CHARLESTON, W.Va. — State Revenue Secretary Dave Hardy says he’s heard the criticism of the state’s revenue surplus including some calling the big numbers a product of low estimates. So Hardy took a different route before state lawmakers Monday.
“Some say the surplus number that’s based on the governor’s revenue estimates is inflated but I’m not going to even use surplus numbers this morning, I’m going to use percentage numbers, percentage growth of all of our different revenue sources,” Hardy said.
Overall revenue halfway into the fiscal year is up 21.2% from this time last year. Hardy said that doesn’t have anything to do with estimates.
“Just like that sink in for a minute,” he said. “We have 21.2% more revenue today that we did a year ago,” Hardy said.
More than 90% of the growth comes in taxes, according to Hardy.
Personal income tax revenues are 13.6% more than this time last year.
“It’s obvious West Virginians are earning more and paying more income tax which shows a growing economy,” Hardy said.
Corporate net income tax revenues are up 11.8% and consumer sales tax 5.8%.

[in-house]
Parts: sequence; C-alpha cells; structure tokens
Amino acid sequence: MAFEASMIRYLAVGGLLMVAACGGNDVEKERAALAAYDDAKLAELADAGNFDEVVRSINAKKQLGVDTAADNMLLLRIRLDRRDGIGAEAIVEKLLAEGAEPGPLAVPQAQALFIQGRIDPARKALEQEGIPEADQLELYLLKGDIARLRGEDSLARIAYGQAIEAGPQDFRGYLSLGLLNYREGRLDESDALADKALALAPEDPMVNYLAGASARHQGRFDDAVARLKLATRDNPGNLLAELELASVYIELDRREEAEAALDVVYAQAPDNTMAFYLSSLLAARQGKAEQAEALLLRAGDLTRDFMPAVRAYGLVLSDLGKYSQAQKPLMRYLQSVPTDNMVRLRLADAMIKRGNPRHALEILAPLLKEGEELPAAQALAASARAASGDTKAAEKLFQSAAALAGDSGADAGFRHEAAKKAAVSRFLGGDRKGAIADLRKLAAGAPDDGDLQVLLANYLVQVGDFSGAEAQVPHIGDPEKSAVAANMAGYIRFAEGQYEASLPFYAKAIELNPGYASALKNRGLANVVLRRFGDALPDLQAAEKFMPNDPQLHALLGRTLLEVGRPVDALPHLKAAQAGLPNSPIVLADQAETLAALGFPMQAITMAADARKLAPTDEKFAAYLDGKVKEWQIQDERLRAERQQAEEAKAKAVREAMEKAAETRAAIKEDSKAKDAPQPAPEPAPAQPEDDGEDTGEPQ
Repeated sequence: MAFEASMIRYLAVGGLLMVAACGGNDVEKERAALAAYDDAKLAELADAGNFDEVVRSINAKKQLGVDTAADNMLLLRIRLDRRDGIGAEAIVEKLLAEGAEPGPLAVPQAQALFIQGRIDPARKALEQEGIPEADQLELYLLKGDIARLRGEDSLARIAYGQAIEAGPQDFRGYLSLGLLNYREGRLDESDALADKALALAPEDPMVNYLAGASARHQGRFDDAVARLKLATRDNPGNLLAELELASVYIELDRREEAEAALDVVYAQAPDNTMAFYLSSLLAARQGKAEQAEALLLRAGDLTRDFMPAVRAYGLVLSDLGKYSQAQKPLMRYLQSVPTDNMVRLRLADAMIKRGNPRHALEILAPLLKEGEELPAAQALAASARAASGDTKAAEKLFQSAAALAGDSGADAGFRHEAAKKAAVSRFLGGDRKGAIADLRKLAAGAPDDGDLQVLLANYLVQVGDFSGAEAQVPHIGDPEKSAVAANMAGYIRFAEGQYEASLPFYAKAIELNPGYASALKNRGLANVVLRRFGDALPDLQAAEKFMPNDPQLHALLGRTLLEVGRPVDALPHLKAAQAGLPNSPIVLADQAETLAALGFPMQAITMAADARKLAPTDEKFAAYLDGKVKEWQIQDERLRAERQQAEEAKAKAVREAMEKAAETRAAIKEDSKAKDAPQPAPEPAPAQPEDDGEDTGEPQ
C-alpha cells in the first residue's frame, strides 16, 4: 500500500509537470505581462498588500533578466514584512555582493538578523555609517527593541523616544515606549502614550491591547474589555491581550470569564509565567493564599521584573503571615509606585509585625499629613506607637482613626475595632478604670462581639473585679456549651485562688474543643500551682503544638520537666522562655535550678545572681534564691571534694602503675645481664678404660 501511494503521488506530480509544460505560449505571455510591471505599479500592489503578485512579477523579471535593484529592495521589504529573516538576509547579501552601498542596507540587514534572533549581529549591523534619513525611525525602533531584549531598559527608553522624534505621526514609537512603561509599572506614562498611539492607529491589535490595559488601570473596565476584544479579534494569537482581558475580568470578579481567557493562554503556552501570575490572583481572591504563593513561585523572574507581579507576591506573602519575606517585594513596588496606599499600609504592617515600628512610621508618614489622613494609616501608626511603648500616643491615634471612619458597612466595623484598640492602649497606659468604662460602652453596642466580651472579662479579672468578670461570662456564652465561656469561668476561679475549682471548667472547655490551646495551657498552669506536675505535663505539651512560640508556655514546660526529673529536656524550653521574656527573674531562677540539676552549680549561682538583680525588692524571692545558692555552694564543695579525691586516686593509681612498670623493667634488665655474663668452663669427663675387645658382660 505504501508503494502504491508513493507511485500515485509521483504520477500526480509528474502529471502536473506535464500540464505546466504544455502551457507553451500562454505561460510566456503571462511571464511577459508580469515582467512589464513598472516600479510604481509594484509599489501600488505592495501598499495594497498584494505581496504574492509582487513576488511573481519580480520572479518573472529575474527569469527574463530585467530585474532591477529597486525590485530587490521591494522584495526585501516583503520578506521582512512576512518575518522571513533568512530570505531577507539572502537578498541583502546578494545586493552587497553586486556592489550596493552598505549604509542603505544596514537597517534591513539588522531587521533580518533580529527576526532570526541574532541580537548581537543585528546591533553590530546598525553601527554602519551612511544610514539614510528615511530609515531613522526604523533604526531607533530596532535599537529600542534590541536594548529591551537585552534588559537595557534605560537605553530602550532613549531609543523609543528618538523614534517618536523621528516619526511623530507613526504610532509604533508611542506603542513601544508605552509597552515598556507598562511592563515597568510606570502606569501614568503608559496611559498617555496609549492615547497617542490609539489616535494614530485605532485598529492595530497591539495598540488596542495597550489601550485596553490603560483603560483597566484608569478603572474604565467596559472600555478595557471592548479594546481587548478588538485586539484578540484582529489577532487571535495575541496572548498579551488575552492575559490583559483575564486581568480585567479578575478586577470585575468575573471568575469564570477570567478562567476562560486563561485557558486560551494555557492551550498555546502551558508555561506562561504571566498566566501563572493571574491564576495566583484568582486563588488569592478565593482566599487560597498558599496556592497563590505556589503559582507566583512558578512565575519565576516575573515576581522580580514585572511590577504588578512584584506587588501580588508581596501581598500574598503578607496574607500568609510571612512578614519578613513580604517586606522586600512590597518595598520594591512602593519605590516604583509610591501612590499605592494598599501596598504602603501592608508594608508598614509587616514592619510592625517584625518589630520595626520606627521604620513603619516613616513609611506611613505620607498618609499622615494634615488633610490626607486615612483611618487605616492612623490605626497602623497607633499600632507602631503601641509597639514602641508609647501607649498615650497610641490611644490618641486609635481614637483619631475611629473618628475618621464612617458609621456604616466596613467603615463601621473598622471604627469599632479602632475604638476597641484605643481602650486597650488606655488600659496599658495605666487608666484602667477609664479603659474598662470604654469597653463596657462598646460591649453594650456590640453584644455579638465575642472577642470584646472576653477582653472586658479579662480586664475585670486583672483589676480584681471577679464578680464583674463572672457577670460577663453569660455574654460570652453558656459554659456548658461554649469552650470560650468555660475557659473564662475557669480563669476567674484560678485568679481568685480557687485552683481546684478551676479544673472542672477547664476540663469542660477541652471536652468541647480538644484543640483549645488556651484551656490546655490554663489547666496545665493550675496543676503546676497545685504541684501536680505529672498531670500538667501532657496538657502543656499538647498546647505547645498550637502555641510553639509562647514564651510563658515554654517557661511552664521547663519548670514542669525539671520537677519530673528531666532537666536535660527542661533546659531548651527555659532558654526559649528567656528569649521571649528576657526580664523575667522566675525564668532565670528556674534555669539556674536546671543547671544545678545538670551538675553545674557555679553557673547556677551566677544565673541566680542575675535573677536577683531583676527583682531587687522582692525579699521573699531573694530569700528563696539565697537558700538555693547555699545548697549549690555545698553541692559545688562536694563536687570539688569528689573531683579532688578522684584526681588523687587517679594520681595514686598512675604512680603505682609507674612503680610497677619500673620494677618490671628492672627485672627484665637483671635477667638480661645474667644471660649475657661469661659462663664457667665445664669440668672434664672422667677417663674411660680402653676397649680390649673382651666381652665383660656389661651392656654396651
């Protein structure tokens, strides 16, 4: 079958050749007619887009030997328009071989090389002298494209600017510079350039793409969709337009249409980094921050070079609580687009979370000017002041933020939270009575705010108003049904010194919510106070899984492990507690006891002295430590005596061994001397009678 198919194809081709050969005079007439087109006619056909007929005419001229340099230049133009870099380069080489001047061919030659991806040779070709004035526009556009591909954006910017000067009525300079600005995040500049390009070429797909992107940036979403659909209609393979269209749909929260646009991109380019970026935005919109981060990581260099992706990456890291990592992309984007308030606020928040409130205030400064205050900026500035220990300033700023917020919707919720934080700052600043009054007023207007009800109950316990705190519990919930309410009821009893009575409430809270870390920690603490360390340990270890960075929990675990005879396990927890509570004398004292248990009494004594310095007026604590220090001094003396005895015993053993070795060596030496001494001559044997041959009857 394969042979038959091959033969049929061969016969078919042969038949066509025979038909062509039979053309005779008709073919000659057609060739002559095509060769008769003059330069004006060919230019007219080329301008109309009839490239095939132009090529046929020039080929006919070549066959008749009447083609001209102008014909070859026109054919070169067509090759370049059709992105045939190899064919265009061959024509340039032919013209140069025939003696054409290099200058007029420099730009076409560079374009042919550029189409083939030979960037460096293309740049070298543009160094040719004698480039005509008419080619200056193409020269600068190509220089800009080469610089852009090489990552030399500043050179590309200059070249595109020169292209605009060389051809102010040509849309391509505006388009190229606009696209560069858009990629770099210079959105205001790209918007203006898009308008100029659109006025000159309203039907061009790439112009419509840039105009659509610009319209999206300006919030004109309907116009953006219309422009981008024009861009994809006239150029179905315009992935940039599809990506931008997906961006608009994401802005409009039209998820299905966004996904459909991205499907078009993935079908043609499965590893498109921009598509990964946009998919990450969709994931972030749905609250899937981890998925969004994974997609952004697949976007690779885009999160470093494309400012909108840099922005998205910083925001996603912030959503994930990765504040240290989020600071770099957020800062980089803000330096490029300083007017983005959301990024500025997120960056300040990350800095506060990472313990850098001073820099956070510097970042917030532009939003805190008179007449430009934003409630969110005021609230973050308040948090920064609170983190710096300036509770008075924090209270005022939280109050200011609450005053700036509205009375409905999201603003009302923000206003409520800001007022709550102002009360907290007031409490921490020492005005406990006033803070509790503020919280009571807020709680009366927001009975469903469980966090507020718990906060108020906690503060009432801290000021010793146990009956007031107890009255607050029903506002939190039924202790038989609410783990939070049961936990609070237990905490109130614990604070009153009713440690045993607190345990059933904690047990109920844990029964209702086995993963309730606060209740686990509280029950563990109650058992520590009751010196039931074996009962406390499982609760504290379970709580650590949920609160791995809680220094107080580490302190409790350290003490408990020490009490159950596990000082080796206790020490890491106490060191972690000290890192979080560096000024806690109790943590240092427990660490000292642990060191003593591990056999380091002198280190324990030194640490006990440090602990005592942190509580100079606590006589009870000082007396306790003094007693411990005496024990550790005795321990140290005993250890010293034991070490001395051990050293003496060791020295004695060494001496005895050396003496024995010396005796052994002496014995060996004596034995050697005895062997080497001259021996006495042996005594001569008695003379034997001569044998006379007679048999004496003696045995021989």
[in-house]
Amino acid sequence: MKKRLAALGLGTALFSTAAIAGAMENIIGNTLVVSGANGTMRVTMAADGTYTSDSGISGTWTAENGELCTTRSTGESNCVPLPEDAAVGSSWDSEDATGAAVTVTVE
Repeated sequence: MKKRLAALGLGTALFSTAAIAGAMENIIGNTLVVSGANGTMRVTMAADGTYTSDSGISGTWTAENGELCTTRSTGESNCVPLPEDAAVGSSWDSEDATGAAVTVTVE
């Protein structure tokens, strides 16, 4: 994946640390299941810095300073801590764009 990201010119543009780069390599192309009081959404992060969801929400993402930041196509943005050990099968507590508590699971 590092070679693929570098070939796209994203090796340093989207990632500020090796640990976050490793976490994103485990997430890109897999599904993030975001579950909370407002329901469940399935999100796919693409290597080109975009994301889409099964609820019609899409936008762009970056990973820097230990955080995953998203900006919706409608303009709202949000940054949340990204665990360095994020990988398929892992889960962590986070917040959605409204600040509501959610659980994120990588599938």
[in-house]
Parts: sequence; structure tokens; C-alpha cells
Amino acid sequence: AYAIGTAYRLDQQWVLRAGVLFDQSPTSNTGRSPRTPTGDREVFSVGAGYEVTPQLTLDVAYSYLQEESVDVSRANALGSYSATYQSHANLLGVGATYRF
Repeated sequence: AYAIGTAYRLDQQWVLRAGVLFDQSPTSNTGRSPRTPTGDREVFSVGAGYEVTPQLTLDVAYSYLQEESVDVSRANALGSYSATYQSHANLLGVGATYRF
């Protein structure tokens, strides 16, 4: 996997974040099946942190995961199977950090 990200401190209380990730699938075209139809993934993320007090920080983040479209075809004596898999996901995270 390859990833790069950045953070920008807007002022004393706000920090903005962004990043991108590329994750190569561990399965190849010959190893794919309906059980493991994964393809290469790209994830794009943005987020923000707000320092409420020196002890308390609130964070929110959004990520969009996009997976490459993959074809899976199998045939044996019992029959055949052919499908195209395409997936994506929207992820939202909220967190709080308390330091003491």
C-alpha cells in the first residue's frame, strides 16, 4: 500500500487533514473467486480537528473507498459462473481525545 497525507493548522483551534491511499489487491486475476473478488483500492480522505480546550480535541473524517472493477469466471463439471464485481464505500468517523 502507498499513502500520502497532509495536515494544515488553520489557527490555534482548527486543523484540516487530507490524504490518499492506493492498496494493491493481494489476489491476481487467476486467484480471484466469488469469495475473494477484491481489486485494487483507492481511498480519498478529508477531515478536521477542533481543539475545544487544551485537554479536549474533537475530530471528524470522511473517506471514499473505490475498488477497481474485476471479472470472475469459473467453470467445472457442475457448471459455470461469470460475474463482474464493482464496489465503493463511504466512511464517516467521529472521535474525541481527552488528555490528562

Hardy said severance tax revenues are up 113% six months into the fiscal year compared to last year at this time. A larger percentage of that growth is linked to natural gas prices, Hardy said.
“Seventy-percent of our severance tax revenue now is from natural gas. So the number that we are watching the most carefully, but officially Mark (state Deputy Revenue Secretary Mark Muchow) and his crew are watching those natural gas prices very carefully,” Hardy said.
Muchow told lawmakers natural gas prices are beginning to level off.
“Natural gas prices have recently been much lower than in the past. That’s starting to play out a little bit in the numbers. That will slow collections down a little bit in the second half of the (fiscal) year,” Muchow said.
Hardy said there’s one revenue source, interest income, has “blown up” in the last year. He said this time last year the state had earned $21,000 in interest income six months through the fiscal year. Hardy said because the Fed has raised interest rates to help with inflation, interest income is up to $38.9 million. Hardy said that should mean the Rainy Day fund will begin to bounce back from $132 million it lost from interest income and investment income in the past year.
Hardy, Muchow, state Budget Office Director Michael Cook and others are putting together Gov. Jim Justice’s proposed budget for next fiscal year that will be presented to lawmakers during the governor’s State of the State Address Wednesday night.